In the graphic below, I broke down the pattern instructions, Swatch 5, and Swatch 7 by size. For the pattern column, I identified the number of Rows worked in the epaulet, the length of the epaulet as dictated by the number of rows worked, and how many stitches are to be picked up for the front portion. In each Swatch column, I identified the actual length of the epaulet based on the Swatch row gauge, and how many rows should be worked in order to obtain the required length.

As you can see, even with such a small difference in Row gauge, both Swatches need more rows in the Epaulet chart in order to achieve the required length. This number would only be compounded further if the row gauge was off by even more than 1 or 2 rows / 4″.

An additional item of note is the number of stitches to pick up as dictated by the pattern, and the number of rows needed. Regardless of wether or not you are working from the pattern or your swatch, you will want to pick up stitches evenly along the epaulet. I discuss how to do this in one of our Tips and Tricks, Perfectly Picked Up Stitches.

ROW GAUGE FOR BODY LENGTH

Another additional item to consider is row gauge when working the body. Lita is shaped by decreases spaced evenly down the body of the sweater designed to cover the middle 12.75” of the length. You then work straight to 14.5” prior to beginning the 1.5” of ribbing.

Based on the row gauge as given in the pattern, it takes 108 rows to achieve the 14.5” as needed. For Swatch 5, it would take 112 rows, and Swatch 7 requires 116 rows. Spread out over such a long distance, this discrepancy isn’t too great that I would go to the trouble of recalculating the decrease shaping, but if you matched stitch gauge, but your row gauge was different by a row or more per inch – 34 rows / 4” instead of 30” – or less than that given – 28 rows / 4” for example – you might want to evaluate the spacing of the decreases to see if they will work out for your gauge so you do not have unevenly placed shaping along the length of the garment.

Stay tuned next week for the next Data post featuring Cumbria Worsted. Thanks again to those of you who have left feedback and questions so far, and don’t hesitate to ask any questions you may have in the comments!

2 thoughts on “KW Swatch Experiment Data: Cumbria Fingering

  1. Mary McDaniel says:

    I have another question!

    I just finished five gauge swatches for a cardigan I’d like to work on this winter. I had to knit so many because of different stitch patterns (cables, etc.) and the pattern listed gauges for all of these stitch patterns. So in my effort to do diligence I have knit up all sorts of swatches (and am probably going to have to knit more because sadly I did not hit gauge on my first try). My concern at this point is that I may run out of yardage for my cardigan. Can one reuse the yarn from the swatches even though they’ve been blocked? I’m reading conflicting things on the interwebs and I can argue both directions in my head (the sweater will also be blocked after all). Is it a terrible idea to reuse blocked yarn from a swatch into the project? And what about reusing tarn from swatches to make more swatches? If I soak/lanolin bath the yarn to get the kinks out does that mean I have carte blanche to do with it however I please in the future?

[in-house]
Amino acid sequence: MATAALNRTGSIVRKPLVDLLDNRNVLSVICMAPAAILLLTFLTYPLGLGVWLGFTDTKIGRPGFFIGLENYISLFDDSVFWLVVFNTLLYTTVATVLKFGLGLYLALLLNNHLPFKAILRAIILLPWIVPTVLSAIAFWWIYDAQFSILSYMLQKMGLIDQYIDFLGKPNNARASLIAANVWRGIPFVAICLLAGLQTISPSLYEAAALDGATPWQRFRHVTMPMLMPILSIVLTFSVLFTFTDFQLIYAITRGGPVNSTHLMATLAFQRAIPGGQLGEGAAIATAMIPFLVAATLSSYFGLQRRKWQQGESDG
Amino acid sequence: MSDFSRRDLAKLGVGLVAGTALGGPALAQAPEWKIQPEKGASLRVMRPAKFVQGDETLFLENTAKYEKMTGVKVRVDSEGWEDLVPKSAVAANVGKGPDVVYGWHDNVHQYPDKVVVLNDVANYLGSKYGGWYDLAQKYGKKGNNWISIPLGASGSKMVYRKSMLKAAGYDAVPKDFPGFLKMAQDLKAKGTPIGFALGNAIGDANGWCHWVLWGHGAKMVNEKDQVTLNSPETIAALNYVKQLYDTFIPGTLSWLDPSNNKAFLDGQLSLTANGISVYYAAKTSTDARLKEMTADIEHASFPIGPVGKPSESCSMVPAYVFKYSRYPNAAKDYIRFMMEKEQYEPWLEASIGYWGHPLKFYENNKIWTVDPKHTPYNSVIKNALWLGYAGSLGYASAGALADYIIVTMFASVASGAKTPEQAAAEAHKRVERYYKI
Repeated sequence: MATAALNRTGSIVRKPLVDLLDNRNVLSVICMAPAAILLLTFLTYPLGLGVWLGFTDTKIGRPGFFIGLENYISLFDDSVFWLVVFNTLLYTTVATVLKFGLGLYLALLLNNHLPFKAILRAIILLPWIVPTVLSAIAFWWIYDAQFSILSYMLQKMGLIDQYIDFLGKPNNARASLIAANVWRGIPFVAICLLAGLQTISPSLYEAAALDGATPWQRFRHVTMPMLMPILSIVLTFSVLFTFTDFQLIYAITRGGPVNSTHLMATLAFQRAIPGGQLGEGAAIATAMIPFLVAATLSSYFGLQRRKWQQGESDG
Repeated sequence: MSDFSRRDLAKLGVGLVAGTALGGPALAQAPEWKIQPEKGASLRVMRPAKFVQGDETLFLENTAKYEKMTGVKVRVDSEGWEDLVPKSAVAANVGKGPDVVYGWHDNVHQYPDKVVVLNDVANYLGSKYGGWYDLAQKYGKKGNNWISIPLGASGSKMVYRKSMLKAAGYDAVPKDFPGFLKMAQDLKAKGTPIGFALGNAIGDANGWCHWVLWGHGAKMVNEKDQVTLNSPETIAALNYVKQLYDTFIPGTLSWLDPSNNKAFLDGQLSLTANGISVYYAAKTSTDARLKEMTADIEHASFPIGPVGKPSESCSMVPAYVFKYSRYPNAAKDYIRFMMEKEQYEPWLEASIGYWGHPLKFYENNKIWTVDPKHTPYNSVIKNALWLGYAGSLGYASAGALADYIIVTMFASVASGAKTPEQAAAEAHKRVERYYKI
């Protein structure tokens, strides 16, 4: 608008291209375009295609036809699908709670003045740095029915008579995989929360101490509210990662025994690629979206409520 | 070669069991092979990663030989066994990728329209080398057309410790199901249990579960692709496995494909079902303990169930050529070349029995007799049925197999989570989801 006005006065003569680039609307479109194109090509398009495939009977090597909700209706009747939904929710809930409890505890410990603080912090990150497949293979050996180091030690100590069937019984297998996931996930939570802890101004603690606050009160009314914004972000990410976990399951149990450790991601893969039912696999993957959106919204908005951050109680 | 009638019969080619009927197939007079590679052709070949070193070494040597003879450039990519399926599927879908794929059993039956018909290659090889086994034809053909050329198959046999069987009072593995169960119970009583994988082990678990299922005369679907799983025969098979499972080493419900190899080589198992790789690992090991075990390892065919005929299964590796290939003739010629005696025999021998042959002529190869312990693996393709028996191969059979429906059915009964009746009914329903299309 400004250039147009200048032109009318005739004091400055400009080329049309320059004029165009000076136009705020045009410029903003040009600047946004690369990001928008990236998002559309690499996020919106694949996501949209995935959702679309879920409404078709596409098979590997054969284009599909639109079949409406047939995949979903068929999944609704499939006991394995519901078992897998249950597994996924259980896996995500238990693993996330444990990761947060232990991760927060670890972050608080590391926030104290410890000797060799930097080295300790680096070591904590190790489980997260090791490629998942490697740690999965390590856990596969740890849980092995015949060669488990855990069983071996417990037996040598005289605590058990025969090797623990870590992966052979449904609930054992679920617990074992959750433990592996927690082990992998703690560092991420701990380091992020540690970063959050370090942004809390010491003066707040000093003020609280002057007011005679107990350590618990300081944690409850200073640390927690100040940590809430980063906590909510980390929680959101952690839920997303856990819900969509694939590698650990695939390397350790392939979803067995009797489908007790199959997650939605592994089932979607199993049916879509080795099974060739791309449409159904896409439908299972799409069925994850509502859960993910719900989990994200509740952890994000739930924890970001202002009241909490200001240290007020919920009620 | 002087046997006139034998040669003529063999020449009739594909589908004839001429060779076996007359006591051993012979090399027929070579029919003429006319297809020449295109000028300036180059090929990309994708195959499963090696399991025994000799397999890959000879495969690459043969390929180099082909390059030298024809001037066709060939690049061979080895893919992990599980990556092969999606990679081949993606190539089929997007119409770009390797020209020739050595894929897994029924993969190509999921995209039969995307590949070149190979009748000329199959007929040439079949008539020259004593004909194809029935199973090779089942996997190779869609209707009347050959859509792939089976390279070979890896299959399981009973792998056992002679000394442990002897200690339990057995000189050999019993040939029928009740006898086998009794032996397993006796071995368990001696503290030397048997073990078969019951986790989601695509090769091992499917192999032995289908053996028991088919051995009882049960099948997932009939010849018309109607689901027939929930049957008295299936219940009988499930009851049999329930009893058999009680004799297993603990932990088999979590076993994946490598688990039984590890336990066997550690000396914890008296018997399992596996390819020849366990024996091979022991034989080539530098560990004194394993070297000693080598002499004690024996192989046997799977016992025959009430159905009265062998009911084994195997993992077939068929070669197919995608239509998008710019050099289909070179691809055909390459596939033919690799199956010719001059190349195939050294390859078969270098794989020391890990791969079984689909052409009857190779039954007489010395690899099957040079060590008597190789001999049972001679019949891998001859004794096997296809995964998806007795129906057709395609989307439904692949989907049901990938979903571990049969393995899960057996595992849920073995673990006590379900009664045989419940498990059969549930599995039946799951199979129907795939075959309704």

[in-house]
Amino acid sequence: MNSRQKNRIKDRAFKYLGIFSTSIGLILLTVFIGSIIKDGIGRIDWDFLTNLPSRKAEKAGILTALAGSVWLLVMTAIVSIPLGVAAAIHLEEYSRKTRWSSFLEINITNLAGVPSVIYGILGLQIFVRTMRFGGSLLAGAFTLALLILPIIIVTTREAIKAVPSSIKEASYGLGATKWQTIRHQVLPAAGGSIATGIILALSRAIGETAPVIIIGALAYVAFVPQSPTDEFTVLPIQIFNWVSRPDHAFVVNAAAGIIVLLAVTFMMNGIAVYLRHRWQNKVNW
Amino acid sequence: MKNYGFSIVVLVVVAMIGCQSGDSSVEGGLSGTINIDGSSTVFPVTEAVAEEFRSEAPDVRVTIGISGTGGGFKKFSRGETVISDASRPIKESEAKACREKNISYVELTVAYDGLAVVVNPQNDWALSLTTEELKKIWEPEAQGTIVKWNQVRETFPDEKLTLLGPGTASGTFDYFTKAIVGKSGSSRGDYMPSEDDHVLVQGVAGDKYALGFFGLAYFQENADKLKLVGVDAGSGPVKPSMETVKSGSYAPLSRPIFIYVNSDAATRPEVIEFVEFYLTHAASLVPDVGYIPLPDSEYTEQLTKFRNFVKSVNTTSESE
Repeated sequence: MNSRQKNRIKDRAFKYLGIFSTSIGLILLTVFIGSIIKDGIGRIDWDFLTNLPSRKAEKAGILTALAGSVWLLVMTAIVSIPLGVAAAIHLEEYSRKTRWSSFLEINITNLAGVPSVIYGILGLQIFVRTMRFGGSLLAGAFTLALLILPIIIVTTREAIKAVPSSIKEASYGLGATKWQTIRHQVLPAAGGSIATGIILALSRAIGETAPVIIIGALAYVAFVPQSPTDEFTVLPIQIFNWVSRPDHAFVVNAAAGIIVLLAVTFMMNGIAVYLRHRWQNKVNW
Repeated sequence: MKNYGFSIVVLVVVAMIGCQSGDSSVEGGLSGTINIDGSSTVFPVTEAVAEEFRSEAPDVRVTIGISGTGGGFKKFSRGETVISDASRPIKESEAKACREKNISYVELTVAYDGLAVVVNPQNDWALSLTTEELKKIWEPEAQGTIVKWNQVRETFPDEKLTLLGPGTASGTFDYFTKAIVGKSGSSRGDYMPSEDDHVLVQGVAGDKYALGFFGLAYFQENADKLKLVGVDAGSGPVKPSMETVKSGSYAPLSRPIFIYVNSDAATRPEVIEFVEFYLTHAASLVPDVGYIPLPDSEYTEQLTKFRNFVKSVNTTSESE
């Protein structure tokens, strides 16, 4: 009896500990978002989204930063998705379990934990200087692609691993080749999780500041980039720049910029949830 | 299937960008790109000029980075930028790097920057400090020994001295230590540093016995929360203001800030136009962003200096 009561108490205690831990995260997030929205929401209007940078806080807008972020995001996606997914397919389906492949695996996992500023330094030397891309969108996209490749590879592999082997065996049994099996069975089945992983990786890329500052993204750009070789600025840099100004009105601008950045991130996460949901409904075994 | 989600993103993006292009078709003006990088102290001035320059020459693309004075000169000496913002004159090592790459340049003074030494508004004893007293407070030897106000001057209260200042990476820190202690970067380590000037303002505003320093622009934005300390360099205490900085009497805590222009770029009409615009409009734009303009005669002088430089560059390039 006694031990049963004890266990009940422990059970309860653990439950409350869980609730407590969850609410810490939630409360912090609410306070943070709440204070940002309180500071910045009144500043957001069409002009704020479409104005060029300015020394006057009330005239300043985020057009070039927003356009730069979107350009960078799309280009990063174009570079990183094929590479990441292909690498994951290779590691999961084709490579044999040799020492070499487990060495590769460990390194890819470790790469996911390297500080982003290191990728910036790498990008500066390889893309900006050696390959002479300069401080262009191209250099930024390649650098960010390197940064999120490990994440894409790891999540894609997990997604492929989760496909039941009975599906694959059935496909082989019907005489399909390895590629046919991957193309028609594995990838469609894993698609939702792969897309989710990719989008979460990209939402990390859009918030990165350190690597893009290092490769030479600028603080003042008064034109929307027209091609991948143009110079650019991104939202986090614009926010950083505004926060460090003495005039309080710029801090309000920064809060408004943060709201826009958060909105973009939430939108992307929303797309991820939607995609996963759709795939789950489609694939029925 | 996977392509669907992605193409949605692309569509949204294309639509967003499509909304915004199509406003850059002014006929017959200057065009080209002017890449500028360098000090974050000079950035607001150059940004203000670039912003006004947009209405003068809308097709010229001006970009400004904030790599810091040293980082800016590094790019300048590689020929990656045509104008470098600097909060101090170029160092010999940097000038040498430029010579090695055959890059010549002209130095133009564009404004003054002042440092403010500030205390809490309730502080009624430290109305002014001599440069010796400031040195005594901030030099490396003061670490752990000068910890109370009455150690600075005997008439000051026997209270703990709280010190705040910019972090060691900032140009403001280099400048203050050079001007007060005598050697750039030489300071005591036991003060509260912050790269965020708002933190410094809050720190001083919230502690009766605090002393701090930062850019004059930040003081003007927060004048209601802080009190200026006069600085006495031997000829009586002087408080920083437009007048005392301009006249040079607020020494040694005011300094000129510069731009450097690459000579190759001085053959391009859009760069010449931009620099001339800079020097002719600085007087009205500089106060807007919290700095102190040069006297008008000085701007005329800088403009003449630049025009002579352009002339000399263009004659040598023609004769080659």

I don’t want to have to buy more yarn partially out of a dye lot standpoint and partially because the yarn I’m using comes in 500 yards skeins.
    Thanks for your knitting wisdom!
    Mary

    1. Hi Mary,
      Unfortunately, I can’t specifically speak to your specific project without knowing the pattern/yarn you are using. Generally speaking, though, if a pattern lists multiple gauges, I recommend swatching with the stitch pattern most used in the design until you match the listed gauge. Then you can use the needle size that works for the other stitch patterns that are listed. It will use up way less yarn, as you are not knitting all of the swatches with each needle size.

      I have never reused a swatch for the project, but I don’t see why it couldn’t be done. Depending on the fiber blend, you may have to wind the used yarn into a hank and wash it to get the kinks out (as you would a handspun to "finish" the yarn), but it shouldn’t really effect your gauge too much.
      – Kate